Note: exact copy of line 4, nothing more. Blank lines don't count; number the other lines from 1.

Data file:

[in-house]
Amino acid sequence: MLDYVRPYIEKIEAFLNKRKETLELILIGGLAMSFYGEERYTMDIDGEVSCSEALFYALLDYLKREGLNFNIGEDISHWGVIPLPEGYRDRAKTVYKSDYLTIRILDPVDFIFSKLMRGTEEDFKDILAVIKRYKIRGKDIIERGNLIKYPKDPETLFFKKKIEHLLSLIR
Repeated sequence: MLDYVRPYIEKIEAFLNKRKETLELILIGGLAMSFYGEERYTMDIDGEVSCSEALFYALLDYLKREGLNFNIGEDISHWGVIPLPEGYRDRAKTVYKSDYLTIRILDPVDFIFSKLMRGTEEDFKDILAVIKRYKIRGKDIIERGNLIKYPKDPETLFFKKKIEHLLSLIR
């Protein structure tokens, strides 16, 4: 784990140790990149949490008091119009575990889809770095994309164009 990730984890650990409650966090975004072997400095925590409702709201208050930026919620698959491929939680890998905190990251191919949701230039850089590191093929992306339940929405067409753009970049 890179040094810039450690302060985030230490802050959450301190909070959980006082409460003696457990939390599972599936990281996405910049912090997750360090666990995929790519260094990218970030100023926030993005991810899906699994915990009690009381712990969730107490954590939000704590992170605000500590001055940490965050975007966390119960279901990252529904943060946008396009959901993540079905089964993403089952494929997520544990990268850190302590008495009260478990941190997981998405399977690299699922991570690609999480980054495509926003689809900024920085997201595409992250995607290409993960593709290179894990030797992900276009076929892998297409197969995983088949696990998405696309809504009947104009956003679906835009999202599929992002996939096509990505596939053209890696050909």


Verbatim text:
């Protein structure tokens, strides 16, 4: 784990140790990149949490008091119009575990889809770095994309164009 990730984890650990409650966090975004072997400095925590409702709201208050930026919620698959491929939680890998905190990251191919949701230039850089590191093929992306339940929405067409753009970049 890179040094810039450690302060985030230490802050959450301190909070959980006082409460003696457990939390599972599936990281996405910049912090997750360090666990995929790519260094990218970030100023926030993005991810899906699994915990009690009381712990969730107490954590939000704590992170605000500590001055940490965050975007966390119960279901990252529904943060946008396009959901993540079905089964993403089952494929997520544990990268850190302590008495009260478990941190997981998405399977690299699922991570690609999480980054495509926003689809900024920085997201595409992250995607290409993960593709290179894990030797992900276009076929892998297409197969995983088949696990998405696309809504009947104009956003679906835009999202599929992002996939096509990505596939053209890696050909």